AMI Tutor (oz11180)
About this Plan
AMI Tutor. Radio control sport trainer model, for .25 - .40 size motors. Foam core or built-up balsa wing.
Quote: "Here's a proven basic R/C trainer, with follow-on aerobatic option. AMI Tutor, by John Rutter.
When I get bored, I tend to doodle on bits of paper and, depending on the modelling needs of the time, I produce var-ious designs of aeroplane. Not too many of these designs ever see completion in the flesh (wood?), but this one did due to the sad demise of Pussycat, my eldest son's last trainer.
Pussycat was actually repairable, but hardly worth the effort, especially as the motor I had in it was not the most reliable, making landing training difficult. At Woodvale in 1995 I bought a K&B 28 as it looked as if it should throttle well with its small carburettor throat and it also has a well earned reputation for being quiet. It was cheap too! The model had to be a bit bigger than usual (for me) to take the .28, had to be very forgiving at low speeds to take tyro mishandling and needed to be strong, but quickly built and I also wanted it to look a bit different. The latter aspect was taken care of by using a shoulder wing design and a stream-lined look, although I later realised it looked very like the old Veron Concorde design that used to grace the ads on the 70's. Nothing new under the sun is there?
FOAM CORE WING: I decided in the end to use a foam wing as this made construction very quick and strong, the editor wanted a built-up alternative though, so I built one of those too, the construction of which is covered in the next section a couple of paragraphs down. To save having short lengths of veneer left lying around, I limited the span to 48 in without the tips (the normal length of veneer, who's a cheapskate?), but the very low aspect ratio I wanted for good stall characteristics also gave plenty of wing area too.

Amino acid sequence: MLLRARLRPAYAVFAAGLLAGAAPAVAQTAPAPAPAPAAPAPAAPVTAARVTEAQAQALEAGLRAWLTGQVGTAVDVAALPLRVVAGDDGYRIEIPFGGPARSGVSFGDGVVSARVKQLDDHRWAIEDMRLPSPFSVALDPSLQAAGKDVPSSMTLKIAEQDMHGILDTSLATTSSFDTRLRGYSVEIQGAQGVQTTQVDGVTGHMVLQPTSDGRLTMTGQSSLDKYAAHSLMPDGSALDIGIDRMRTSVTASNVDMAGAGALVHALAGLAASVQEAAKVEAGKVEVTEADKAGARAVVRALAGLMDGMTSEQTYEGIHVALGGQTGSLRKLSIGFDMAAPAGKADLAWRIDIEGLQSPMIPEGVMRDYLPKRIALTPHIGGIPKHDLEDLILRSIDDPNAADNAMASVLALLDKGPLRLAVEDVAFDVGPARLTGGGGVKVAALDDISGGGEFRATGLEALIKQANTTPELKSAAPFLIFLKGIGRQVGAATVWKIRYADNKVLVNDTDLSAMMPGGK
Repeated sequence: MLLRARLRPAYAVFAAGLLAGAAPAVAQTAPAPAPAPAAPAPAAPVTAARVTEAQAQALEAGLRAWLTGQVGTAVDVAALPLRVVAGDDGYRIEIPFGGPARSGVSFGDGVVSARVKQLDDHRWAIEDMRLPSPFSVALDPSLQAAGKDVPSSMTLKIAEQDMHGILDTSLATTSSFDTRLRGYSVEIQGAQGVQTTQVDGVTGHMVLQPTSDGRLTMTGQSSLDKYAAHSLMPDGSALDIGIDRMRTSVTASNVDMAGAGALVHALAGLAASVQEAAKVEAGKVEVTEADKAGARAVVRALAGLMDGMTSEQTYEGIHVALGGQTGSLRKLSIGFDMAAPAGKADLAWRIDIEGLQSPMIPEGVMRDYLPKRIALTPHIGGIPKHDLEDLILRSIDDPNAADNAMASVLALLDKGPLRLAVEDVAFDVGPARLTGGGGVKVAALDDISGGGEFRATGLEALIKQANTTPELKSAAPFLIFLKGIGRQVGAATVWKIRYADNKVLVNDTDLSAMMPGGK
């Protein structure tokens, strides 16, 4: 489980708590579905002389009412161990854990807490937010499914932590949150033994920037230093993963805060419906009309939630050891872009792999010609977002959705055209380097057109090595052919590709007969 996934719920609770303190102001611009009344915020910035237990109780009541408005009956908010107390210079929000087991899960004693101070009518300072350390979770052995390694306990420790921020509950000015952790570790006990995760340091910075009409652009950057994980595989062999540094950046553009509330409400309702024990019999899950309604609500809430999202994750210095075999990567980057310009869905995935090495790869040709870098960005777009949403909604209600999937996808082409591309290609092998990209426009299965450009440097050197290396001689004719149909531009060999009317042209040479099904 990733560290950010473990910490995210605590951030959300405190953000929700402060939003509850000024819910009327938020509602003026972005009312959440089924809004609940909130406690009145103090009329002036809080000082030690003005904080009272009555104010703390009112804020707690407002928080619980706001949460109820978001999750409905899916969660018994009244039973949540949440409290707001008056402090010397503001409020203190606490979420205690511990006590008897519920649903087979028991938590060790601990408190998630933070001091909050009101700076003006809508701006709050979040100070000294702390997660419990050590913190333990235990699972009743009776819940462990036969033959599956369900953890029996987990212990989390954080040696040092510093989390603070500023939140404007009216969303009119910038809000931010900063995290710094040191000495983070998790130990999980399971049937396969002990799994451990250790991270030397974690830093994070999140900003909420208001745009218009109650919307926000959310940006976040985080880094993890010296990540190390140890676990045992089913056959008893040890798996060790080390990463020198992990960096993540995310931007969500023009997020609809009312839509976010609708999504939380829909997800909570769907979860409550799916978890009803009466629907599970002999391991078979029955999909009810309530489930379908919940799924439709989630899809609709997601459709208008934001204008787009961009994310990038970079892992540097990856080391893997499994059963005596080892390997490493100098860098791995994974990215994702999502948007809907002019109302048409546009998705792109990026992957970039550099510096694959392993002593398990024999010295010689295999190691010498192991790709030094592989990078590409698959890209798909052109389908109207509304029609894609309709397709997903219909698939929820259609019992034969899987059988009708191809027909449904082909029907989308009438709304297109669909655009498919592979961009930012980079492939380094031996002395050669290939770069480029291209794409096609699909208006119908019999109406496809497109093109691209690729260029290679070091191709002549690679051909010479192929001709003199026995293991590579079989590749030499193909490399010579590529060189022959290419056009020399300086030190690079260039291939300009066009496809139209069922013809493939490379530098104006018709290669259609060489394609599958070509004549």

Just to make sure it would fly slowly, I also decided on a flat bottomed section. If I had wanted to be REALLY mean, I could have wrapped the veneer around the leading edge, but as balsa is easier to fix after a prang, I used a nice chunk of soft balsa instead. Construction consists of gluing the leading and trailing edges in place, sanding to 5 degrees from the vertical at one end and 90 degrees at the other. The tips are glued to the 90 degree ends along with the gusset and the wings are glued in the centre to form a 10 degree dihedral angle. I glued the centre join with epoxy and later reinforced it with 2 in wide PVA soaked nylon after the wing had been sanded to section. Once it's sanded to shape and you've cut and sanded the ailerons, there isn't any more you can do to it until the fuselage is ready so it's time to do something else.
After flying the model around off and on for a couple of years (more off than on due to the weather and other priorities I'm sorry to say), I decided to give it a bit of a performance boost and turn it from a basic trainer into an intermediate aerobatic model as James was getting very confident with the trainer. To this end, I gave it a new, symmetrical section wing, larger rudder and ultimately a .40 motor for a bit more oomph! This gives a variety of options actually, because the original .28 flies the new wing nicely too. (But the .40 is a bit too warm for a trainer of this size in my opinion.)
The ecrobatic wing is very similar to the above except that its completely flat, uses a symmetrical section and has a much finer leading edge to make it flick roll more easily. The accurate way to join it is to pin a strip of sheet to the tips that is just wide enough to go from the centre line (leading edge to trailing edge) to the thickest point of the wing at the bottom. When these strips touch the building board, the tips are level. Don't worry if they are a fraction different at the root, because the model will still fly well. If the wings are the same fraction out at the tips, the model will always try to turn one way or the other.
BUILT-UP WING If you want to use a built up wing then I've shown an alternative on the plan and it's built as follows: Mace a copy of the wing rib shape (without spars) onto a piece of scrap 1/16 ply and carefully cut it out. This is now used to cut out 14 (fourteen) 1/16 ribs and 4 (four) 1/8 ribs. Pin them all together as a block (photo) and then sand them to shape. The idea here is to remove as little wood as possi-ble whilst ensuring that all the ribs are the same. Mark the spar positions onto the block and use a razor saw to cut out the spar slots. They should be a snug fit, but not too tight. Put the plan of the wing on a flat building board and cover it with thin polythene, old Solarfilm backing is ideal. Pin the lower leading edge sheeting in place and glue the lower spar to it..."
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